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World Bank proposes financing framework for developing countries' energy transitions

20th April 2023

By: Marleny Arnoldi

Deputy Editor Online


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To download a copy of the World Bank's framework document, click here.  (0.74 MB)

International finance institution the World Bank has proposed a new framework to help develop a comprehensive financing approach for the energy transition.

This comes as developing countries require an unprecedented transformation of power sector infrastructure, which includes scaling up of energy efficiency and renewable energy, as well as phasing down of coal-fired power generation.

The new framework, called "Scaling Up to Phase Down", serves as a roadmap to identify financing challenges.

Without the means to fund an energy transition and network infrastructure, developing countries often pay more for electricity; they cannot access energy efficiency or renewable energy projects; and are often locked into fossil fuel projects with high and volatile costs.

World Bank estimates that low- and middle-income countries host 89% of the estimated $1-trillion in global coal-fired power generation at risk of being stranded.

“To fund a just power transition will require much higher capital flows than are being mobilised currently, if the growing need for lower carbon electricity production is to be met,” says World Bank president David Malpass.

He adds that accelerating the energy transition toward lower-carbon sources, while providing reliable access to electricity for businesses and people will require verifiable emission reduction financing, close partnership with the private sector and significantly higher funding – especially concessional resources.

World Bank is supporting reforms to strengthen the energy sector and business environment, investments in new capacity and energy efficiency, grid upgrades to absorb intermittent renewables, and funding and technical support to address the social challenges of the transition.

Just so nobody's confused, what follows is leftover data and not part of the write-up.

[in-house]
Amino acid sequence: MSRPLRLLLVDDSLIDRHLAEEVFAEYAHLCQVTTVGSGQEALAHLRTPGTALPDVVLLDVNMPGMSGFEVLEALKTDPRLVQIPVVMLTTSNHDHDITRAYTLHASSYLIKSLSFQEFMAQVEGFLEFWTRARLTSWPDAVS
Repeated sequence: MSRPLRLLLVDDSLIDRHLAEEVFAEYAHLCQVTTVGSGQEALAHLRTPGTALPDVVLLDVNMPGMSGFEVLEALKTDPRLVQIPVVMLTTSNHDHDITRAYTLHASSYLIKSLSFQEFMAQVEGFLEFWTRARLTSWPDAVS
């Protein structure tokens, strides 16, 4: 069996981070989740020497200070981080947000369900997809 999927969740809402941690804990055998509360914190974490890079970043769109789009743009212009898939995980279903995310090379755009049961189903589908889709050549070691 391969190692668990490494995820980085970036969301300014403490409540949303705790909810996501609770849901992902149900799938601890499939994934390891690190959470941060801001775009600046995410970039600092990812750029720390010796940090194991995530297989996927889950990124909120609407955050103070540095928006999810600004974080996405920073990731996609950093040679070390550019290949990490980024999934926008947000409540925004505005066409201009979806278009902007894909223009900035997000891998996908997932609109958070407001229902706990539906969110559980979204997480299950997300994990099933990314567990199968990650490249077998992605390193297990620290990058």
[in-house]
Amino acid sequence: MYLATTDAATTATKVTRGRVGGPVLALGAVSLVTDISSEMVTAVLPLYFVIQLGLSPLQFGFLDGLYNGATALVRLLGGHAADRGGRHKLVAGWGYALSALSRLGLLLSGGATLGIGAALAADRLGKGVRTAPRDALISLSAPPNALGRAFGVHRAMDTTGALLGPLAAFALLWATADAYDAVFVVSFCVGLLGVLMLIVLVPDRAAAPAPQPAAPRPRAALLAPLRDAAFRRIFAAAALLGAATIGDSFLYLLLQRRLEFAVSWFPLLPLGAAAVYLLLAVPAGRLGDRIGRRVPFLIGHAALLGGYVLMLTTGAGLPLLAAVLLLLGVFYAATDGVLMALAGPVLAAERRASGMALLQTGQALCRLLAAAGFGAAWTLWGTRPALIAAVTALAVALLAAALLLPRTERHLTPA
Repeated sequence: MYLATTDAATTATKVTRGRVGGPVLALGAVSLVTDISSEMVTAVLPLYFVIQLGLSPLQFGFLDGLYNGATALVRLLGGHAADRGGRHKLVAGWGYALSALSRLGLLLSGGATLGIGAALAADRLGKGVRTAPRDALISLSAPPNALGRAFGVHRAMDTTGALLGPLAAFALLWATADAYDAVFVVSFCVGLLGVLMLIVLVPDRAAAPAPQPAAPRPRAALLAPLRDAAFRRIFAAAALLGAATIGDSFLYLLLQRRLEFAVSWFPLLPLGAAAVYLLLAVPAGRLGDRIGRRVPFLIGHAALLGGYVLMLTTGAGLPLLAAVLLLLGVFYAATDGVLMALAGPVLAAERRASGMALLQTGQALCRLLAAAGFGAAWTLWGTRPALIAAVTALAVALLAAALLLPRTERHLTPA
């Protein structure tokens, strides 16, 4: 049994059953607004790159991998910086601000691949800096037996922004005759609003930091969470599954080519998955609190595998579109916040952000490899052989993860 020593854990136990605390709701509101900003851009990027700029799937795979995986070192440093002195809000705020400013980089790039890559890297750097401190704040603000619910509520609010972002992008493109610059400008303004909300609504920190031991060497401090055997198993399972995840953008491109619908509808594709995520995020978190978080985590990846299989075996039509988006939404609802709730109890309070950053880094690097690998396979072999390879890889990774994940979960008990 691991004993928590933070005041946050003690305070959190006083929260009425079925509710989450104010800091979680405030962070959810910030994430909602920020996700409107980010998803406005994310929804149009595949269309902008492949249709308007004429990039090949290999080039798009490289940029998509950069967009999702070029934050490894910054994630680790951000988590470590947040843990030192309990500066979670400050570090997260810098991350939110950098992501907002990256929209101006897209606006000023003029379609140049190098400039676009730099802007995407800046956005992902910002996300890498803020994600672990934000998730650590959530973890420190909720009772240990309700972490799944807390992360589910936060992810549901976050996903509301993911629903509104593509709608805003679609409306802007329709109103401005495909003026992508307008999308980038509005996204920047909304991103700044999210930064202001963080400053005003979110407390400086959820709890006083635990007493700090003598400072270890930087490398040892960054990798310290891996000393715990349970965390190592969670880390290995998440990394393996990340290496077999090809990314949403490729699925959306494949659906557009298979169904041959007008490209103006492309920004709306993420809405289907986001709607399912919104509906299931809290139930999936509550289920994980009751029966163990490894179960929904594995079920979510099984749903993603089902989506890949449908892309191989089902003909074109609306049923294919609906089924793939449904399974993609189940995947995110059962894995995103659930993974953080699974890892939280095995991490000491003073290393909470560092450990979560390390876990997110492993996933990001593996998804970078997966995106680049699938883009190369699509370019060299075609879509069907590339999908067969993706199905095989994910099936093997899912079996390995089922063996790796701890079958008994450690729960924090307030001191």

The "Scaling Up to Phase Down" framework sets out the challenges facing developing countries that are seeking to transition their power sectors, including high upfront capital costs, locked-in agreements and weak institutional capacities.

The framework distills the energy transition into a “virtuous cycle” of six steps that are foundational for overcoming barriers to renewable energy.

The cycle starts with government leadership, which is translated to a supportive regulatory environment, increasingly capable institutions, and instruments to minimize risks, followed by transparent and competitive project allocation, which can deliver renewable energy that serves urgent needs, including energy security, energy affordability and jobs. 

“Widespread energy transformation in developing countries requires continuous, strategic engagement and far more coordination among governments, investors and partners than exists presently,” says World Bank infrastructure VP Guangzhe Chen.

Chen adds that World Bank can play a vital role in getting the virtuous cycle started through supporting governments with low-cost and concessional climate finance for transition preparation, utility and network strengthening, and funding affordable clean energy investments.

The “Scaling Up to Phase Down” approach also offers solutions for the politically and financially complex challenge of phasing out coal-fired power.

Deeper planning can help mitigate stranded asset risks, while refinancing of coal plant liabilities can move retirement dates forward.

Workers and communities that base their livelihoods on the coal economy must be ensured a just transition, World Bank highlights. The bank also believes concessional support is needed to help countries capture more of the global benefits associated with coal phase-down as a global public good.

Edited by Chanel de Bruyn
Creamer Media Senior Deputy Editor Online



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